Black women survive less than white women from Breast Cancer

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PNS News desk : Breast cancer is one of the more survivable cancers, thanks in part to large strides in education, treatment and post-cancer care. An American woman diagnosed with breast cancer in 1975 had about a 75 percent chance of surviving for five years post-diagnosis. Now the rate hovers around 90 percent, according to the latest statistics.

But not all women have benefited from these advances. Black women currently have a national survival rate of 79 percent. In other words, the average contemporary black woman has a survival rate on parity with a white woman from the 1970s.

Black women haven't benefitted from advancements in breast cancer treatment to the same extent as their white counterparts due to factors that include socioeconomic barriers and lack of access to the most comprehensive health services. "The advancements in screening tools and treatment which occurred in the 1990s were largely available to white women, while black women, who were more likely to be uninsured, did not gain equal access to these life-saving technologies," Bijou Hunt, an epidemiologist at Mount Sinai Hospital in Chicago who recently published a study that examined racial disparities among breast cancer survivors, told Reuters in March.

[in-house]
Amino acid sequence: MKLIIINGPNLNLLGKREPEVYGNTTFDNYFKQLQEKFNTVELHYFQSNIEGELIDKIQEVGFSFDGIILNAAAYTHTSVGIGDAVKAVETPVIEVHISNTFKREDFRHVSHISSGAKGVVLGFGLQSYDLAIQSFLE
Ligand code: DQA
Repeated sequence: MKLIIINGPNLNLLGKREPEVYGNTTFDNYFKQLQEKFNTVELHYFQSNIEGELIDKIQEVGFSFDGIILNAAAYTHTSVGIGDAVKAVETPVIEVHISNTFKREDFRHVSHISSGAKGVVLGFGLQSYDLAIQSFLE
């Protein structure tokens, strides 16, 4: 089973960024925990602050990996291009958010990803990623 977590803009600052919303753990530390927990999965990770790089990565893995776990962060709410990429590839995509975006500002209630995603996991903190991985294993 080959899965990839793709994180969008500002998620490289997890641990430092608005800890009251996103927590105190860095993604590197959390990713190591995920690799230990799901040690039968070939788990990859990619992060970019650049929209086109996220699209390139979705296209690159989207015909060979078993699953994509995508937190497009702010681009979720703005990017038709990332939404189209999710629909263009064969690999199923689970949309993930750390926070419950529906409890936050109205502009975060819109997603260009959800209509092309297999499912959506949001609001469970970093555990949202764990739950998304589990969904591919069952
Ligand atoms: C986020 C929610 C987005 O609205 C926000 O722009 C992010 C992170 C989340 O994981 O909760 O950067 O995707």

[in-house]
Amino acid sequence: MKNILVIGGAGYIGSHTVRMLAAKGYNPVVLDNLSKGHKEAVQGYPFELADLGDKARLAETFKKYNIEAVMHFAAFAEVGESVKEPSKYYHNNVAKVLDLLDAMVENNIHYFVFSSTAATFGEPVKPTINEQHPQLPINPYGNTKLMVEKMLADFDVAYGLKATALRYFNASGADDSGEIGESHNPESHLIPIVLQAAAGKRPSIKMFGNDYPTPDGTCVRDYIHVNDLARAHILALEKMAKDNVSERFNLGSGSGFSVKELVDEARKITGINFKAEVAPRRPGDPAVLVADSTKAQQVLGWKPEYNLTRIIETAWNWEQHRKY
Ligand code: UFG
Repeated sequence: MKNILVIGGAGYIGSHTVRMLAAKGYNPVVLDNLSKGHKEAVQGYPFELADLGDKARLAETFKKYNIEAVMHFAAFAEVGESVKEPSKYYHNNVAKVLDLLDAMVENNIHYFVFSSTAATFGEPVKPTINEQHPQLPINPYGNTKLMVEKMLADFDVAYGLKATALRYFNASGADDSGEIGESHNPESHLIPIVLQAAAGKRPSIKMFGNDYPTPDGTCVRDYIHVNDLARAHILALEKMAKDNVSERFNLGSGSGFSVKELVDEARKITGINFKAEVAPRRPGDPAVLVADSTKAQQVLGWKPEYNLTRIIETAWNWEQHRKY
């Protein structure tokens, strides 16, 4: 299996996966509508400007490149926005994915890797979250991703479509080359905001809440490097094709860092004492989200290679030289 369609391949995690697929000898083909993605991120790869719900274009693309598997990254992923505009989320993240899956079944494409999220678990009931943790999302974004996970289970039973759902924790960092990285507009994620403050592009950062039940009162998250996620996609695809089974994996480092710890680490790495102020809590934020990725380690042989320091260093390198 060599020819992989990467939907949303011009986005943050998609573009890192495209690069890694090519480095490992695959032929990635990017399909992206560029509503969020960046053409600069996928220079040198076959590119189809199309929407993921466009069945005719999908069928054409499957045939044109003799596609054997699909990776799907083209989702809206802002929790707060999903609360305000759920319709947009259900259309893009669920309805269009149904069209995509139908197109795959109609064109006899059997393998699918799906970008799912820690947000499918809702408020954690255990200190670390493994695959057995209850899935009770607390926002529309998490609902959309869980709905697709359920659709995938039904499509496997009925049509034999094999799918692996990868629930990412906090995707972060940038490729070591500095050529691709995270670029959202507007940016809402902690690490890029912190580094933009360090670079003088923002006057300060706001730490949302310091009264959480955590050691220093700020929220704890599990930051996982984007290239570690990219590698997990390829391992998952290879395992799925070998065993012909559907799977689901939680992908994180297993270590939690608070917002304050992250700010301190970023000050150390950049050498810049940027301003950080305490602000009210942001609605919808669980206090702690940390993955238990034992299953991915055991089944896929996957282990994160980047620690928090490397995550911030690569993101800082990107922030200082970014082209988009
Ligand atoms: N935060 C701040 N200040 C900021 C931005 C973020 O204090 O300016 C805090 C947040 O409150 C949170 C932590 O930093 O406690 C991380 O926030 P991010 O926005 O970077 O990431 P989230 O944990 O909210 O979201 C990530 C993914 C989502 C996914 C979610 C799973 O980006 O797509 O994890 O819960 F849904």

To be clear, survival rates are improving for both white and black patients. But white patient survival rates are improving at a dramatically faster pace, creating a growing chasm between the groups. That's particularly noteworthy because white women have higher rates of breast cancer in the first place.




PNS News/ Shabi

 

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